Kids in search of a healthy snack at school may be out of luck, and instead have to revert to an unhealthy one instead, says a new report by the Kids’ Safe and Healthful Foods Project, a joint initiative of The Pew Charitable Trusts and the Robert Wood Johnson Foundation.
“Research shows that the consumption of 110 to 165 calories above recommended amounts per day—roughly the difference between an apple and a bag of chips—may be responsible for rising rates of childhood obesity,” says Jessica Donze Black, director of the Kids’ Safe and Healthful Foods Project. “Because many students consume as many as half of their daily calories at school, what children eat during the school day is a critical issue if we want to reverse obesity rates.”
Childhood obesity rates have more than tripled in the past 30 years. The associated costs have been steadily rising, too. A University of Maine study says the medical costs of obesity for children and adolescents in the state could reach $1.2 billion over the next 20 years.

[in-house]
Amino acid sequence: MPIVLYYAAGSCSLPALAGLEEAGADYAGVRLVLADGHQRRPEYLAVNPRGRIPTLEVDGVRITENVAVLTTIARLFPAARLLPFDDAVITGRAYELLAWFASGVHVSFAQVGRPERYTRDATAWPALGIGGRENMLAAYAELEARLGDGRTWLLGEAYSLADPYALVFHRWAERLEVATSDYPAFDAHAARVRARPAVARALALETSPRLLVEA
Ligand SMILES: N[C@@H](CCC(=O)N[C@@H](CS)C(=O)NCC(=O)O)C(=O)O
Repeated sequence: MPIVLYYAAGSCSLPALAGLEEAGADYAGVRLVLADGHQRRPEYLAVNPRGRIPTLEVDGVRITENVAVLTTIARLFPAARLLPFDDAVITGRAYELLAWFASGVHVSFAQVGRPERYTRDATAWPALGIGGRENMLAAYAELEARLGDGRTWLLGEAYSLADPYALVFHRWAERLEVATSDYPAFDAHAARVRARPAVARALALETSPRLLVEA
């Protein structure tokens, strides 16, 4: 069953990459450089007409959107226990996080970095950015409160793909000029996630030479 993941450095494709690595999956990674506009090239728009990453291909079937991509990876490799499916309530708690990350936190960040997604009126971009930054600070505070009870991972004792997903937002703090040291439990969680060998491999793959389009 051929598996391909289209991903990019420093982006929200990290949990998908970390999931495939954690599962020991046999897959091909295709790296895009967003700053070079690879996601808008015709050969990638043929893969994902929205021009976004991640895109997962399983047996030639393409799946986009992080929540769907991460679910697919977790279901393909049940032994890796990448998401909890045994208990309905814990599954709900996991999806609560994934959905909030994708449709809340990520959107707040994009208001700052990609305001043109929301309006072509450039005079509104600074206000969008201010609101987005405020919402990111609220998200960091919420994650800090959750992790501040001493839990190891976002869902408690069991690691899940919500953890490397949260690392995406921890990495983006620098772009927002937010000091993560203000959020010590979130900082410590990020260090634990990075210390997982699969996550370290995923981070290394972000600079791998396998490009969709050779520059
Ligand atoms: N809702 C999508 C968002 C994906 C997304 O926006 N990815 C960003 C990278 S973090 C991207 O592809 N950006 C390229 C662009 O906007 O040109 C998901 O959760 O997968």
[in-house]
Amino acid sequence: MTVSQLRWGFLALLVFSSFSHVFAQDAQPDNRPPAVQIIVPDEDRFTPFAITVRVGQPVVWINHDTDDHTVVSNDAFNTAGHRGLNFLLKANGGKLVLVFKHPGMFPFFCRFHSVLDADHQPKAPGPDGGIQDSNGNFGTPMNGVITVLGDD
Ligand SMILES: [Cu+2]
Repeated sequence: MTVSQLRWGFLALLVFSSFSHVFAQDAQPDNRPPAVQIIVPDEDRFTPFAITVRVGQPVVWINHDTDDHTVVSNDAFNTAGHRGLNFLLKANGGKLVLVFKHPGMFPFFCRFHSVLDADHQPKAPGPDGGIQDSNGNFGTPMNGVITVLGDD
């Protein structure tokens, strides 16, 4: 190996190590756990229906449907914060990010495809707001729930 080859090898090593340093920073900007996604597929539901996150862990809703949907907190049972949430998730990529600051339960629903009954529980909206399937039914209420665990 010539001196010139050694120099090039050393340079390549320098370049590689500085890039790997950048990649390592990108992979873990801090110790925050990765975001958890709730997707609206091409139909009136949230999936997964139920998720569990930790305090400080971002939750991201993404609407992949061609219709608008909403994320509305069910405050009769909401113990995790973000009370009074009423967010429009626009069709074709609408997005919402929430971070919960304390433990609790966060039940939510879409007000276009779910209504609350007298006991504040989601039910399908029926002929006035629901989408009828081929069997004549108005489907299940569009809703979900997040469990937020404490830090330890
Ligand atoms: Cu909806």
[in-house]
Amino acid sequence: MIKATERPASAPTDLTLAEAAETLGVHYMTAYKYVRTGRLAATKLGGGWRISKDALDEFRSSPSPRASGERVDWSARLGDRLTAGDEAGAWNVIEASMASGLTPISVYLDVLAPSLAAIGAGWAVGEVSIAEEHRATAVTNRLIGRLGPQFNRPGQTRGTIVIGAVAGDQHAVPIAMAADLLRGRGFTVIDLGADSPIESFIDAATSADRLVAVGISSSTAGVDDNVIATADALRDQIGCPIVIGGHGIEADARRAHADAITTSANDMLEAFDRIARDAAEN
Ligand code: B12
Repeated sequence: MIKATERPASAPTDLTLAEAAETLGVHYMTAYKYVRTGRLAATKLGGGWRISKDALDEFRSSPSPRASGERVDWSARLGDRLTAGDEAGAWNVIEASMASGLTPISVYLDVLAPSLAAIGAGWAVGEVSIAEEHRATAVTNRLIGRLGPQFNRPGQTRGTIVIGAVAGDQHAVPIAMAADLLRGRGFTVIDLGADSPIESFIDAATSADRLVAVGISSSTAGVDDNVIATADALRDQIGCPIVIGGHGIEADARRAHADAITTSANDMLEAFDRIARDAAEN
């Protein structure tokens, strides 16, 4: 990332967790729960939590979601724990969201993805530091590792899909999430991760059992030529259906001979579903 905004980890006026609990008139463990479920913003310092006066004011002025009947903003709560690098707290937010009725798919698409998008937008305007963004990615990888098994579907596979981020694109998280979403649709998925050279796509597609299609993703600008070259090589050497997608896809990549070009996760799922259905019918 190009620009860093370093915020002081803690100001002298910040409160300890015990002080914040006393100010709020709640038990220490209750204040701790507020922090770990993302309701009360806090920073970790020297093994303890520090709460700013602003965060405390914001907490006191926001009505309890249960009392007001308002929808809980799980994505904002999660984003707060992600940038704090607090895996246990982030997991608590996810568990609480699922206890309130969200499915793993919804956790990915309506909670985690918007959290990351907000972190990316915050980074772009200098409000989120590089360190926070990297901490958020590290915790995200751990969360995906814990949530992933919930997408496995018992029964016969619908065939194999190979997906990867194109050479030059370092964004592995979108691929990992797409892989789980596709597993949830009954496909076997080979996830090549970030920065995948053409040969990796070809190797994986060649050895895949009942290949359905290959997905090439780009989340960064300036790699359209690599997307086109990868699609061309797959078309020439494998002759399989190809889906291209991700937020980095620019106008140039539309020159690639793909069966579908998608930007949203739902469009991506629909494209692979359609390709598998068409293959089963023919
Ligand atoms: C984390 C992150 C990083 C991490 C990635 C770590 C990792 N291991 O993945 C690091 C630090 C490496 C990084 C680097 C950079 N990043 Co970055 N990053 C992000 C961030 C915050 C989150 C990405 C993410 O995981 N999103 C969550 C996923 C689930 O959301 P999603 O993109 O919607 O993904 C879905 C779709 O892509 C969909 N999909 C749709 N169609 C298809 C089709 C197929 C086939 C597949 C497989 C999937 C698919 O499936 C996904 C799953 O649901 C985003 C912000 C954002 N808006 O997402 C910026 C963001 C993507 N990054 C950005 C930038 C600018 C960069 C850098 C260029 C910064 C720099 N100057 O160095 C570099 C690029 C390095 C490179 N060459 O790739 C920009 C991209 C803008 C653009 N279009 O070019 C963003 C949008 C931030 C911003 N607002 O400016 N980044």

Though many states reduced the availability of low-nutrient, high-calorie snacks such as chocolate, other candy, or full-fat salty chips in secondary schools between 2002 and 2008, progress has since stalled, the report shows. Hundreds of secondary schools sell less-healthy snack foods or beverages. In 36 states, more than a quarter of schools sold them in 2010. In 49 states, fewer than half of secondary schools sold fruits and vegetables in snack venues in 2010.
For the report, the groups reviewed data from the Centers for Disease Control and Prevention on the types of snack foods and beverages sold in secondary schools via vending machines, school stores, and snack bars.